A Public Sector Undertaking (PSU) is a term used for companies that are owned by the Government of India. These are either owned by the Central government, State government, or the Union Territory government, or a mix of them together.
The reason for setting up PSUs is to strengthen the core sectors of the economy and generate income and employment for the people of India. With the government’s intervention and a majority stake in these PSUs, these are considered to be a prospective ‘safe’ option to earn decent returns. However, this is not the case always.
Why should an investment in PSUs be avoided?
PSUs might look like a relatively safe bet for investors because a majority stake is held by the government. However, there are quite a few PSUs that incur major losses and there could be more than one reason behind this. Here are some of the reasons why investments in PSUs should be avoided:
Non-utilization of optimum capacity
Many public sector enterprises work below their optimal capacity in spite of high costs allocated by the government. This could be a result of lack of market research, lack of promotion of vacancies, slow work environments, and so on.
Over-capitalization of PSUs
The input-output ratio in a lot of public sector companies is not maintained at the optimum levels. This is due to inadequate planning, excess machinery supply, expensive contracts, and compulsion to purchase imported equipment on the non-competitive basis from tied aids.
A lot of projects in the PSU domain have often been in the news for not maintaining their promised deadlines. The jump in the date often comes with an added cost and the government has been consistently allocating funds to these PSUs with each budget. The difference in the construction and completion is often attributed to the poor and inadequate project planning. For e.g., a leading fertilizer project took about seven years to conclude in spite of a deadline of three years. As a result, the cost involved also went up from approximately Rs27cr at first to approximately Rs40cr by the time it was completed.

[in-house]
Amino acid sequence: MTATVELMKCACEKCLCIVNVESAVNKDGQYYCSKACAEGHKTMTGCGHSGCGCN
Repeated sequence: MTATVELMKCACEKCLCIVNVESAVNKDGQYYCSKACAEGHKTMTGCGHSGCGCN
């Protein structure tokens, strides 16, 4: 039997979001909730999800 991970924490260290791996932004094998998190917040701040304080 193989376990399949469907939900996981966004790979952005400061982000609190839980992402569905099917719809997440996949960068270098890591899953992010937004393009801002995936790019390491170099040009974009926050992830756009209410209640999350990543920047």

PSUs often find themselves amid political crossfires and therefore end up being more profitable to the people in power than to the ordinary investors. Having a company’s base in a particular state or union territory is often influenced by the local political sentiment rather than the need/resource availability in and around that locality. This again leads to the rise in cost and lower or delayed return on investment in the long run.
Not having the freedom to exercise their executive powers discourages a lot of efficient managers from taking up high positions in PSUs. Those there are also unable to define the roles and responsibilities for their subordinates, leading to a slower and relaxed state of affairs within the organization.
PSUs in certain segments of the economy like oil and banking have disbursed good returns over the years, but a closer review of the Indian PSUs highlights that a significant amount of losses have been recorded in most such companies. The companies that made profits are few compared to the private sector. The consistent non-performing nature of PSUs over a period of time has been discouraging, which makes the investors avoid PSUs when they think of investments.